For this month's Figuring Good Out, the topic is "EA origin stories." I don't think of myself as "an EA" and I can't remember how things happened very well. Looking back, the years blend together and I can't quite remember the cause-and-effect of it all. But here's a story.
I've always been interested in philosophical questions and arguments. I think my main obsessions as a teenager were art (what makes "good art" good?), morality (what makes "good deeds" good?), and atheism. Coming from a broken home where I spent alternating weekends with my orthodox Jewish father and my basically-secular Jewish mother, I grew up in a uniquely good environment to produce anti-religious views. I'd go from eating McDonald's one day to waiting six hours between meat and dairy the next. One Saturday I'd watch cartoons all day and eat in front of the TV. The next Saturday I'd have to go to synagogue and sit silently through kiddush. Who could grow up in these conditions and see the religious bits as anything other than unnecessary inconveniences?
I never lost my faith, I just never believed to begin with. I remember one of the teachers at my Jewish high school asking the class about their religious beliefs. I was surprised at all the hands going up. I remember walking home as a teenager and the thought occurring to me for the first time that everyone else actually believes this stuff. When hearing the stories from the Old Testament as a kid, I had always thought of them as fables like Jack and the Beanstalk and The Boy Who Cried Wolf. It had weirdly never really occurred to me that everybody around me, including the adults, thought Jonah and the Whale was non-fiction.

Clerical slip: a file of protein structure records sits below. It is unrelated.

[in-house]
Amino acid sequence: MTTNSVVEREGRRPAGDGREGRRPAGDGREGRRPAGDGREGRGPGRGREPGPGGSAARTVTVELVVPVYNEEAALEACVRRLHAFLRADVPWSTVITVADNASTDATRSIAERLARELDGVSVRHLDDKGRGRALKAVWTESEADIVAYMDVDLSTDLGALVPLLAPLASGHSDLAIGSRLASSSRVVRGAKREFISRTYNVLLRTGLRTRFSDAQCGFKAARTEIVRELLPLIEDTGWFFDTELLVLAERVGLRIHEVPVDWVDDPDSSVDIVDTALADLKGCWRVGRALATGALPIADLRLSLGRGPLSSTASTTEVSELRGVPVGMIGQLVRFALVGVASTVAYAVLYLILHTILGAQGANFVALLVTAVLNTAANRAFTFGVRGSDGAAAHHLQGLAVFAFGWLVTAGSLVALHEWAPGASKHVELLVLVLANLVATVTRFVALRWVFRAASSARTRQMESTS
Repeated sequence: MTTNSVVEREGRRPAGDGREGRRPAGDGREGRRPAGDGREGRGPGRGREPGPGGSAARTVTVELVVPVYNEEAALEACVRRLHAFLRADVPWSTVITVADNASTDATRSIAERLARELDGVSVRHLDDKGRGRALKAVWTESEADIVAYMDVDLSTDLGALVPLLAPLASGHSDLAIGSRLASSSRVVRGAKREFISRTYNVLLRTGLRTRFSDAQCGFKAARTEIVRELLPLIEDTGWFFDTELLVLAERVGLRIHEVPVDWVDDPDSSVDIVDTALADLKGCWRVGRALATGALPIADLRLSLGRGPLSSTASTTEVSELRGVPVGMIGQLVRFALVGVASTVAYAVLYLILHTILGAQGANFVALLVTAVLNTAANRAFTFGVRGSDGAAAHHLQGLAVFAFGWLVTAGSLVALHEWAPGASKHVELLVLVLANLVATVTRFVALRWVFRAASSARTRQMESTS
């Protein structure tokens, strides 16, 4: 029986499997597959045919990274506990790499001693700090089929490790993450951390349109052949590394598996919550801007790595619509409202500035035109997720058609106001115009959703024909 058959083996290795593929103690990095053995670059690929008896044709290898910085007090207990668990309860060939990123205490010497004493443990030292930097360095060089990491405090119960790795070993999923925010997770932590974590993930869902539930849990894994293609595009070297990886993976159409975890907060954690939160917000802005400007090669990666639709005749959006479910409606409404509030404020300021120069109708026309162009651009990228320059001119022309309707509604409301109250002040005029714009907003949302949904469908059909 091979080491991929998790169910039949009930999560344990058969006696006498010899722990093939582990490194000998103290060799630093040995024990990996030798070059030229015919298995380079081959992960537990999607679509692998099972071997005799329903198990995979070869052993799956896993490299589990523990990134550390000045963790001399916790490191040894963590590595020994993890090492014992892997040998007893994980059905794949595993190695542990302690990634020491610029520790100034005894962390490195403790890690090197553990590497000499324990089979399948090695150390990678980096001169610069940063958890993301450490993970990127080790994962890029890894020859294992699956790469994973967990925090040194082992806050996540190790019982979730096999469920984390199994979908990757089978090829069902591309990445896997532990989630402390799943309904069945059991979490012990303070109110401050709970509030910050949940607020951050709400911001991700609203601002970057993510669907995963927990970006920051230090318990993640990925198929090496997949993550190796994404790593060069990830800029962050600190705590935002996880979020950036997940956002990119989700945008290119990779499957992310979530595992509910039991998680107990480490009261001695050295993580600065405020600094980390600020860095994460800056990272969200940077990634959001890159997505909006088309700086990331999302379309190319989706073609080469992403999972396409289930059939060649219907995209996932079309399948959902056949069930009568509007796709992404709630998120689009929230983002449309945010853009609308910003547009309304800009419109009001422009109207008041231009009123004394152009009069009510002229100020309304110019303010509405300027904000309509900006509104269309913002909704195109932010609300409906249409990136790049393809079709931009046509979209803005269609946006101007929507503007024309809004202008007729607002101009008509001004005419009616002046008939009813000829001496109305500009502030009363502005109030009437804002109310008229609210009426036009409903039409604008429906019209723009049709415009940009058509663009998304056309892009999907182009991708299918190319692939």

When the New Atheism movement emerged, I was an easy sell. Dawkins and Hitchens led me to Harris and Dennett, who led me to Pinker, Krauss, and Singer, who led me to the Churchlands and to science communicators like Michio Kaku, Neil Degrasse Tyson, Brian Greene, and Dan Ariely. And the arguments against religion brought me to David Hume and Bertrand Russell and the circle kept expanding.
I took some philosophy electives in school: Intro to Philosophy of Science, Philosophy of Mind, and then another course that talked exclusively about Kant for the first half (and then apparently talked exclusively about Hegel for the second half but I stopped going by that point). I kept reading. Sam Harris's book The Moral Landscape got me to change my mind about one of my favourite topics. At the time, I had a softer stance on morality where nothing could be objectively good or bad because something-about-culture. Still though, becoming a consequentialist had no real effect on my behaviour. I read his book, agreed with his arguments, changed my beliefs, and did nothing.